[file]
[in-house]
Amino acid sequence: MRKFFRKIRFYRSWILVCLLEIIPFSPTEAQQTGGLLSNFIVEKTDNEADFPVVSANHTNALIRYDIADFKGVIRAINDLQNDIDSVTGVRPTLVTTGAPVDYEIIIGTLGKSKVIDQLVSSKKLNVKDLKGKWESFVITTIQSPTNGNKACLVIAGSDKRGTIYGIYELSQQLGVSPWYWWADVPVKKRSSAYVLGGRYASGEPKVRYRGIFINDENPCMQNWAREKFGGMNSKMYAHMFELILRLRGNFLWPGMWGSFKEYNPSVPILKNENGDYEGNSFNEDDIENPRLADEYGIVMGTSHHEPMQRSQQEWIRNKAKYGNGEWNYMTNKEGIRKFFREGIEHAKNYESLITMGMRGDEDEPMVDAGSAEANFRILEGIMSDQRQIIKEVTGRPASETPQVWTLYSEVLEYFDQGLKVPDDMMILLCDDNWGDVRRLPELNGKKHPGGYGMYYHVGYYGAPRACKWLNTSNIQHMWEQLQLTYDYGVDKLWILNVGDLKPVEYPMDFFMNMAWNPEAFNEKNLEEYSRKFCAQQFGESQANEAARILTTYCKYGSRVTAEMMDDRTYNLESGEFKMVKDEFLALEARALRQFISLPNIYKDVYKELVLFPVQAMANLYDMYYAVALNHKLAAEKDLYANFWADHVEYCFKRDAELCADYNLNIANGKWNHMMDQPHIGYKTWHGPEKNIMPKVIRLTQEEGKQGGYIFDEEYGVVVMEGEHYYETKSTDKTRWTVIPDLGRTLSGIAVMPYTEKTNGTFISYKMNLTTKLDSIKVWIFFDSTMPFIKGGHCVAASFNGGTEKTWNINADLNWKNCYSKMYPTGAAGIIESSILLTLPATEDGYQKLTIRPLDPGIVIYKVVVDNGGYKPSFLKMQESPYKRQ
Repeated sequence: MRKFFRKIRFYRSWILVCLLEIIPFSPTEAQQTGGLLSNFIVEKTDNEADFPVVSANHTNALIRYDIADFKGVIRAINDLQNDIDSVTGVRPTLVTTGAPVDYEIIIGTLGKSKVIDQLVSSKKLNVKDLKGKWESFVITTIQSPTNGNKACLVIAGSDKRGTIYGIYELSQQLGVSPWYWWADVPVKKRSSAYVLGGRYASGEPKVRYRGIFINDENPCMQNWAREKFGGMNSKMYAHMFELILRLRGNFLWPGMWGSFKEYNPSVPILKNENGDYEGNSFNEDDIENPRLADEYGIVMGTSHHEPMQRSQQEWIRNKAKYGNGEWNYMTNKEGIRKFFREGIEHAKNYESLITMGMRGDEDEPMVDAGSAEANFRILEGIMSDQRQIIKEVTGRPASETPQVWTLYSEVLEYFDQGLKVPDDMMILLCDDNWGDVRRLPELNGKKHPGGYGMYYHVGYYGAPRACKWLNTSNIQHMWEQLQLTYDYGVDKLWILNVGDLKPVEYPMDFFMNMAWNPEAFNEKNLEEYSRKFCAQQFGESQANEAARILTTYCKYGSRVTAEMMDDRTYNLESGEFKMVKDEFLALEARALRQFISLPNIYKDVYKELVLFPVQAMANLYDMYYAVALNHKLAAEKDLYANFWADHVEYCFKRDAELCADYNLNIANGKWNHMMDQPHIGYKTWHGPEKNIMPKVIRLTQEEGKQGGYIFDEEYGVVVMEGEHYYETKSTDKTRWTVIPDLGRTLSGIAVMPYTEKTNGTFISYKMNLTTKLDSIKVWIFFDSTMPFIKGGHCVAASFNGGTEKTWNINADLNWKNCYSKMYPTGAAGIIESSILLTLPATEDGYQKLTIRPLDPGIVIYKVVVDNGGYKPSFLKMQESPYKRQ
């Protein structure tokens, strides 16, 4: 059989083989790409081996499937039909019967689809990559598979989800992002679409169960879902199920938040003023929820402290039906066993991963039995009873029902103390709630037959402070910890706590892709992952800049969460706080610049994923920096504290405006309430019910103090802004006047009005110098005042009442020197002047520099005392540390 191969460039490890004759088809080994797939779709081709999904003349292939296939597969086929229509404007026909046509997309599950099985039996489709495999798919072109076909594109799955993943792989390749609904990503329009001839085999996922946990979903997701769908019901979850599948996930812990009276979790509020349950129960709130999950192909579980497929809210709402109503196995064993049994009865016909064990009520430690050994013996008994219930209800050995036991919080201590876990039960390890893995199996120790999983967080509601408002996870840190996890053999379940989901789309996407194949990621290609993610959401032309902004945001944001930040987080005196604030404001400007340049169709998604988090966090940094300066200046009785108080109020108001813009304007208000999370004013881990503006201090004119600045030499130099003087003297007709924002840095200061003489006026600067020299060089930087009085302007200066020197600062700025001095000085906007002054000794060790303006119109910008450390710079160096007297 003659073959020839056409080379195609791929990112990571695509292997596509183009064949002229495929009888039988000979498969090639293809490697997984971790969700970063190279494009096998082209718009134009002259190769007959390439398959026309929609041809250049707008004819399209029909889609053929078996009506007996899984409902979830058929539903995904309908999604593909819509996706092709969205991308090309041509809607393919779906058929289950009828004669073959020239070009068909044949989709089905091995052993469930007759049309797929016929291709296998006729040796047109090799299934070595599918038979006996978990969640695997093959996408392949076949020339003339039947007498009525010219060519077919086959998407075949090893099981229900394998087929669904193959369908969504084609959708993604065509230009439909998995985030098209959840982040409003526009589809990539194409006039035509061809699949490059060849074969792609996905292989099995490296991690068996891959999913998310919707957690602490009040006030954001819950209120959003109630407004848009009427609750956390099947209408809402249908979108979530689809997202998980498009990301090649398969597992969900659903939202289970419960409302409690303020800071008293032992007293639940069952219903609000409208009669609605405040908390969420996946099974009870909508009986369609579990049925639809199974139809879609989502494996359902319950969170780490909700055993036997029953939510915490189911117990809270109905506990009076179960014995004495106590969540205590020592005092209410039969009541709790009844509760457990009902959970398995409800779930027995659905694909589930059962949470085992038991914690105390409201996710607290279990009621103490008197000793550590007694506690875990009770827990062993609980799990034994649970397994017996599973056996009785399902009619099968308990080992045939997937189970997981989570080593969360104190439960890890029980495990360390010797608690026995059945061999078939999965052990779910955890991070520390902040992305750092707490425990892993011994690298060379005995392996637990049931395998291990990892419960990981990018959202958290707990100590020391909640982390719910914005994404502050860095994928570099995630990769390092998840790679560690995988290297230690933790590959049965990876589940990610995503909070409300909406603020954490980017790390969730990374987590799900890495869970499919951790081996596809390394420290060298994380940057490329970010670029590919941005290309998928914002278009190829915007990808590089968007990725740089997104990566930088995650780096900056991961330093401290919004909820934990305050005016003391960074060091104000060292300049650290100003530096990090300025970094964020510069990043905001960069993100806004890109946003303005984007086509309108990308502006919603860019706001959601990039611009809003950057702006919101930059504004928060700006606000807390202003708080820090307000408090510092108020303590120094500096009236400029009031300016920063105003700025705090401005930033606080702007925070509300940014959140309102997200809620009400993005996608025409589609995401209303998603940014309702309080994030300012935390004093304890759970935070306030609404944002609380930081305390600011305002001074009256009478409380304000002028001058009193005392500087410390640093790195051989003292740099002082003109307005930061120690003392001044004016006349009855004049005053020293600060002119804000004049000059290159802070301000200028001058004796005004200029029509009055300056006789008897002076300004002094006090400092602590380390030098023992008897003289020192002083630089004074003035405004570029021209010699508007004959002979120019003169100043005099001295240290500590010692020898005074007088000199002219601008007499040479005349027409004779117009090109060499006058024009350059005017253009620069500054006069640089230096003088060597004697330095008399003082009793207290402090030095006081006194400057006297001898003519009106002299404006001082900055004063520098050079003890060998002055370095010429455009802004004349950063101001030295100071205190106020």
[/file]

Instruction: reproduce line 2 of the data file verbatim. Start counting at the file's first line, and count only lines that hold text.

Amino acid sequence: MRKFFRKIRFYRSWILVCLLEIIPFSPTEAQQTGGLLSNFIVEKTDNEADFPVVSANHTNALIRYDIADFKGVIRAINDLQNDIDSVTGVRPTLVTTGAPVDYEIIIGTLGKSKVIDQLVSSKKLNVKDLKGKWESFVITTIQSPTNGNKACLVIAGSDKRGTIYGIYELSQQLGVSPWYWWADVPVKKRSSAYVLGGRYASGEPKVRYRGIFINDENPCMQNWAREKFGGMNSKMYAHMFELILRLRGNFLWPGMWGSFKEYNPSVPILKNENGDYEGNSFNEDDIENPRLADEYGIVMGTSHHEPMQRSQQEWIRNKAKYGNGEWNYMTNKEGIRKFFREGIEHAKNYESLITMGMRGDEDEPMVDAGSAEANFRILEGIMSDQRQIIKEVTGRPASETPQVWTLYSEVLEYFDQGLKVPDDMMILLCDDNWGDVRRLPELNGKKHPGGYGMYYHVGYYGAPRACKWLNTSNIQHMWEQLQLTYDYGVDKLWILNVGDLKPVEYPMDFFMNMAWNPEAFNEKNLEEYSRKFCAQQFGESQANEAARILTTYCKYGSRVTAEMMDDRTYNLESGEFKMVKDEFLALEARALRQFISLPNIYKDVYKELVLFPVQAMANLYDMYYAVALNHKLAAEKDLYANFWADHVEYCFKRDAELCADYNLNIANGKWNHMMDQPHIGYKTWHGPEKNIMPKVIRLTQEEGKQGGYIFDEEYGVVVMEGEHYYETKSTDKTRWTVIPDLGRTLSGIAVMPYTEKTNGTFISYKMNLTTKLDSIKVWIFFDSTMPFIKGGHCVAASFNGGTEKTWNINADLNWKNCYSKMYPTGAAGIIESSILLTLPATEDGYQKLTIRPLDPGIVIYKVVVDNGGYKPSFLKMQESPYKRQ